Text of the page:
Breakfast Briefing, 6.5.2017: Leaders call for social media to do more to fight terror

In response, one Facebook executive said the social network wants to be a "hostile environment" for terrorists.

(Image via Wikimedia Commons, by © User:Colin and Kim Hansen / Wikimedia Commons, CC BY-SA 4.0, https://commons.wikimedia.org/w/index.php?curid=48935921)
(Image via Wikimedia Commons, by © User:Colin and Kim Hansen / Wikimedia Commons, CC BY-SA 4.0, https://commons.wikimedia.org/w/index.php?curid=48935921)

The offices of several PR firms in the London Bridge and Borough Market areas of London were shut down on Monday morning as police in the British capital continue to investigate Saturday’s terrorist attack. Staffers from firms including Four Communications and Munro & Forster Communications were working remotely, according to PRWeek UK. Meanwhile, politicians across the country have resumed campaigning ahead of Thursday’s snap election.

Shortly after the Saturday night terrorist attack, British leaders called for social media networks to do more to halt the spread of extremist ideology on their platforms, with U.K. Prime Minister Theresa May saying they give extremism a "safe space it needs to breed," according to Fox Business. Facebook appears to have gotten the message. Its policy director issued a statement on Sunday saying, "We want Facebook to be a hostile environment for terrorists," according to CNN.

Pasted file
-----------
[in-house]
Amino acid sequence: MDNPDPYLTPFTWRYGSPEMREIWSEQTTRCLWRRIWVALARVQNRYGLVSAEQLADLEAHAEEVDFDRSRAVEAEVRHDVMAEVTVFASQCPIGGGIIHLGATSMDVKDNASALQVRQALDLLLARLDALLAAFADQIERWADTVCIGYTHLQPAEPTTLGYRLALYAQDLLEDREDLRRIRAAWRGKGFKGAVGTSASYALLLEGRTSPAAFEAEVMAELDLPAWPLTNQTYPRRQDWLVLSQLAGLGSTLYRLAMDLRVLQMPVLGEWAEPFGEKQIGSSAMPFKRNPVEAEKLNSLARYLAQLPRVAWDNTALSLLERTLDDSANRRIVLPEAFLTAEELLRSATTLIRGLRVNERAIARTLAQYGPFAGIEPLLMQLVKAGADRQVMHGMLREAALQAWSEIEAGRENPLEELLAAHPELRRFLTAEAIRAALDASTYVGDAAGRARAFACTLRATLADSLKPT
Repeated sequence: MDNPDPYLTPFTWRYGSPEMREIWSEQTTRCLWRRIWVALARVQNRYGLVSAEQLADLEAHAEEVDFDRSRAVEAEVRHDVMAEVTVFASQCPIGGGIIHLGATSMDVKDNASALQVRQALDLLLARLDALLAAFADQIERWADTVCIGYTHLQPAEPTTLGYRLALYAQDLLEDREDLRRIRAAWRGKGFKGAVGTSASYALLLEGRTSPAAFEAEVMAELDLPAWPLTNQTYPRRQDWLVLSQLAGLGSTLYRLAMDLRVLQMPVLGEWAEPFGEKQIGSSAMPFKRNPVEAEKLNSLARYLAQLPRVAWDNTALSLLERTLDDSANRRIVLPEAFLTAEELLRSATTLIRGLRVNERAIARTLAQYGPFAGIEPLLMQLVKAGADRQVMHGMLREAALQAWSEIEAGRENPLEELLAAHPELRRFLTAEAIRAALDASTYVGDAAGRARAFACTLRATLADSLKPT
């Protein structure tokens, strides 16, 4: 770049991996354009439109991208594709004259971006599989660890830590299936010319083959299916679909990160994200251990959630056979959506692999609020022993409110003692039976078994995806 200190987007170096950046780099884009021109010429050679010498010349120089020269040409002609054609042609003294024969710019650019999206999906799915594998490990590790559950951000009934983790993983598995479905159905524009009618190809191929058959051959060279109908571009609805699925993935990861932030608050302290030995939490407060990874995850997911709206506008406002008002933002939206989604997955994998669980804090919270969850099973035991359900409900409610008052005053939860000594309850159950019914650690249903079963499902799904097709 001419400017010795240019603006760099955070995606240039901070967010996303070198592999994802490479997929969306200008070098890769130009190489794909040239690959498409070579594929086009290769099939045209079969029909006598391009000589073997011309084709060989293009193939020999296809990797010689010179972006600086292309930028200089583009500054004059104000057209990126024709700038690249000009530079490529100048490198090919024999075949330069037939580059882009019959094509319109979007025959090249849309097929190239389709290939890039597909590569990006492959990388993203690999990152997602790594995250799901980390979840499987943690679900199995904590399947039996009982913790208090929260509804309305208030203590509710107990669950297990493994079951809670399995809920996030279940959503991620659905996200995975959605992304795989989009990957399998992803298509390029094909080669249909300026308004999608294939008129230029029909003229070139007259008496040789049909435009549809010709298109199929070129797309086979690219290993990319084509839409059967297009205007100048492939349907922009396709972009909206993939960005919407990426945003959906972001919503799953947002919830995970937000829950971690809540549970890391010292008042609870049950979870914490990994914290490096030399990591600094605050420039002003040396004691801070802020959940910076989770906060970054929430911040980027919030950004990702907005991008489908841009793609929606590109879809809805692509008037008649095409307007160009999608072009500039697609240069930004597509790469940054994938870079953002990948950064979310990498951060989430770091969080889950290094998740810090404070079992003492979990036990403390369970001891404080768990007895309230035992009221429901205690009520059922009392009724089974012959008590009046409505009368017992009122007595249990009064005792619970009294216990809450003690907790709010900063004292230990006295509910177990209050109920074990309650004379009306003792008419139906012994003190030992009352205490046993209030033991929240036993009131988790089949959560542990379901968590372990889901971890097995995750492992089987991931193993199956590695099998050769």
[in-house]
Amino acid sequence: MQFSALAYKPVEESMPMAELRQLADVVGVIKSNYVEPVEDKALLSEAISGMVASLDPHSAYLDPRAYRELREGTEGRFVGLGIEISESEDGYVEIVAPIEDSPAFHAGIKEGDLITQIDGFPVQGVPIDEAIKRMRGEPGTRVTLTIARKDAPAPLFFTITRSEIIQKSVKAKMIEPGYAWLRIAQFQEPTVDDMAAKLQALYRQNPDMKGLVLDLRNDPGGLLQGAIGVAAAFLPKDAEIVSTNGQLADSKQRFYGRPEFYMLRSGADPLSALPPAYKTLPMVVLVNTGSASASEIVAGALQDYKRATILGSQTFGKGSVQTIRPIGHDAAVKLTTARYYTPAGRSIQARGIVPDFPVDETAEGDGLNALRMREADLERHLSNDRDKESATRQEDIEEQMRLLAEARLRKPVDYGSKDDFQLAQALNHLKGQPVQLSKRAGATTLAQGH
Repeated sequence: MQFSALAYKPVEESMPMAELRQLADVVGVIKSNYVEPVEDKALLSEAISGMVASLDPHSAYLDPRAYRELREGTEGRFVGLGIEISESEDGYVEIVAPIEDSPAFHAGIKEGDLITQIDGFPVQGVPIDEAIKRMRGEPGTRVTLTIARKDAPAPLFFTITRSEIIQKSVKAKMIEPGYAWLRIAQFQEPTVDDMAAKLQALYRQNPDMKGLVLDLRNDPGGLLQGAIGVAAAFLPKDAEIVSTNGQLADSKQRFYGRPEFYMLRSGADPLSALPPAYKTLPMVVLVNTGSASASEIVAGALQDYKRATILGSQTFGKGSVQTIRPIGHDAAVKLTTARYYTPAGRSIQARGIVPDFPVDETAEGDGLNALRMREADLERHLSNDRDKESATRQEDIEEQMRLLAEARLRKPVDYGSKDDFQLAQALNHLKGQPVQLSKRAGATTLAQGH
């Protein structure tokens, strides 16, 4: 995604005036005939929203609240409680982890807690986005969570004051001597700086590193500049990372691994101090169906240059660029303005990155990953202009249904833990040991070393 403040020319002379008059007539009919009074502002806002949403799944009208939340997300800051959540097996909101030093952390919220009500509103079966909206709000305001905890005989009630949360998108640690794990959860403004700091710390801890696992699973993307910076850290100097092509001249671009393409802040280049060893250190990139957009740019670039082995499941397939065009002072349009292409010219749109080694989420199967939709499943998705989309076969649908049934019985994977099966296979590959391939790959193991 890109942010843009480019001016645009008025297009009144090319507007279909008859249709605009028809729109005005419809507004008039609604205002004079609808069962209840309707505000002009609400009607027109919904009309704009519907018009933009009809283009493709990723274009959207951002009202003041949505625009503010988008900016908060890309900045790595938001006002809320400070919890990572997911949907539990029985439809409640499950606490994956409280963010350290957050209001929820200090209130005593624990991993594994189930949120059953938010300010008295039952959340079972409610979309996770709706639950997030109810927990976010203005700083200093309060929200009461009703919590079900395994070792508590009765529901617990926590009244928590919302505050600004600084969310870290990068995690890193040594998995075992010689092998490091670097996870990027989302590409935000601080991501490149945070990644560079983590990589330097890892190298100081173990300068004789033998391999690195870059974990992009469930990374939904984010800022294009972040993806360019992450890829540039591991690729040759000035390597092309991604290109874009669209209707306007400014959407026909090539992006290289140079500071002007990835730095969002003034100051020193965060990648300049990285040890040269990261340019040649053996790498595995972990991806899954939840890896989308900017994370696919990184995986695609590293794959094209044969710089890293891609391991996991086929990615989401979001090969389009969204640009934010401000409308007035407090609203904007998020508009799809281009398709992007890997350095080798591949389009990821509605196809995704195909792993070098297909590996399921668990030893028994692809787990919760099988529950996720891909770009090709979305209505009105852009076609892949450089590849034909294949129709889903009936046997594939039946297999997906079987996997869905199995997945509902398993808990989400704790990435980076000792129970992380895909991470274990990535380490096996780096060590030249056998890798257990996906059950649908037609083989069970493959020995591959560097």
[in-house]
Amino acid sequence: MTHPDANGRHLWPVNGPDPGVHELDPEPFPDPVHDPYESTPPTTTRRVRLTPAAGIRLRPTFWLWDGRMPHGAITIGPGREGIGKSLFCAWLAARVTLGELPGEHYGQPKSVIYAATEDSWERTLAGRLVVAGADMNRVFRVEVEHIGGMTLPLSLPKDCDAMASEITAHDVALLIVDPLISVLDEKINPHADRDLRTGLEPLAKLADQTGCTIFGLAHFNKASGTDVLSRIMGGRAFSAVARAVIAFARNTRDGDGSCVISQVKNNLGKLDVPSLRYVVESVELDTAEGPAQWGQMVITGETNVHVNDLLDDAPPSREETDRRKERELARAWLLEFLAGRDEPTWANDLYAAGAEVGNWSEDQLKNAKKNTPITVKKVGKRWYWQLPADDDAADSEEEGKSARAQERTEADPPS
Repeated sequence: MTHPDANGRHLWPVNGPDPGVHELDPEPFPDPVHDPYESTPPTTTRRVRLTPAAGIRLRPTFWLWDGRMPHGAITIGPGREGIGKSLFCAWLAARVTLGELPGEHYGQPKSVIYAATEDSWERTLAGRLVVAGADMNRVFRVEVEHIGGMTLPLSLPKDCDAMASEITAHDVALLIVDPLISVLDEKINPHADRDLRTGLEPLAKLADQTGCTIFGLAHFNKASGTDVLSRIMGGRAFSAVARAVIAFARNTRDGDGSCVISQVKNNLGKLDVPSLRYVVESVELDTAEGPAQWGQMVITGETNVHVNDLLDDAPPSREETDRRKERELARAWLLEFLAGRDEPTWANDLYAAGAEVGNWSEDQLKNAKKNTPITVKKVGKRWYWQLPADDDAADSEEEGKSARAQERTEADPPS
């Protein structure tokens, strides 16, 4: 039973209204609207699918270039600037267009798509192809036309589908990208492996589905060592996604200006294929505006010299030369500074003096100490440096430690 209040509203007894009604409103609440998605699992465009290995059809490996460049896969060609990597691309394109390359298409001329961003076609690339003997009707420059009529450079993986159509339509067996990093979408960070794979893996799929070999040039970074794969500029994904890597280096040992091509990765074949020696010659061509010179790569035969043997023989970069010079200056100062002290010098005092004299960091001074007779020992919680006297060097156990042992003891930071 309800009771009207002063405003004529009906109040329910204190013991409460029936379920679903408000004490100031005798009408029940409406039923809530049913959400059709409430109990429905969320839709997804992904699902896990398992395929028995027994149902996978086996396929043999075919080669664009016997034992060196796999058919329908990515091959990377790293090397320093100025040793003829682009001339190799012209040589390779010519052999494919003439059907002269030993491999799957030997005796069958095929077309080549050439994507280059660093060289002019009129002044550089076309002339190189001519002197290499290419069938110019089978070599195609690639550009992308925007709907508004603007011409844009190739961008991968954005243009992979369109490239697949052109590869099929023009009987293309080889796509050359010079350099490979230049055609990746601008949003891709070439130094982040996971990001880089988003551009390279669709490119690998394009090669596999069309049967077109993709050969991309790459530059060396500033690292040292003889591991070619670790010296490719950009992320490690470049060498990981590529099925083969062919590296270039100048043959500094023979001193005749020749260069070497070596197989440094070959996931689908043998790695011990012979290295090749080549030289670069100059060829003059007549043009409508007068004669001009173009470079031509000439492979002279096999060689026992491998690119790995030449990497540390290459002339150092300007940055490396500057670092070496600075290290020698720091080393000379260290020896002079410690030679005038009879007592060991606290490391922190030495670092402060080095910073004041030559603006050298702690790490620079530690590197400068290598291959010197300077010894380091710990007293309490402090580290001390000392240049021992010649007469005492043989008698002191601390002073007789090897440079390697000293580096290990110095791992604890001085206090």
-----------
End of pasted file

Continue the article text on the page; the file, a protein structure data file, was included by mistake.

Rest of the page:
In another break with convention, President Donald Trump was highly critical of London Mayor Sadiq Khan on Twitter in the hours after the attacks, as was White House social media director Dan Scavino. Trump issued a more diplomatic statement on Sunday night. The acting top American diplomat in London—Trump hasn’t picked a full-time ambassador yet—contradicted Trump on Sunday and praised Khan’s leadership.


Uber is hearing it on social media from angry customers, who said the company took too long to end surge pricing in London on Saturday night as people tried to flee the scene of the attacks. The company’s general manager in London defended its response and said Uber pulled back surge pricing as soon as it could, according to CNN.


News to know as you start the work week: What to watch at Apple’s WWDC 2017, via Recode; @RealPressSecBot Twitter account translates Trump tweets into real statements; WPP CEO Martin Sorrell facing another shareholder revolt over his pay package; Megyn Kelly debuts on NBC News with Putin interview; Trump criticizes own Justice Department for watering down "travel ban." 

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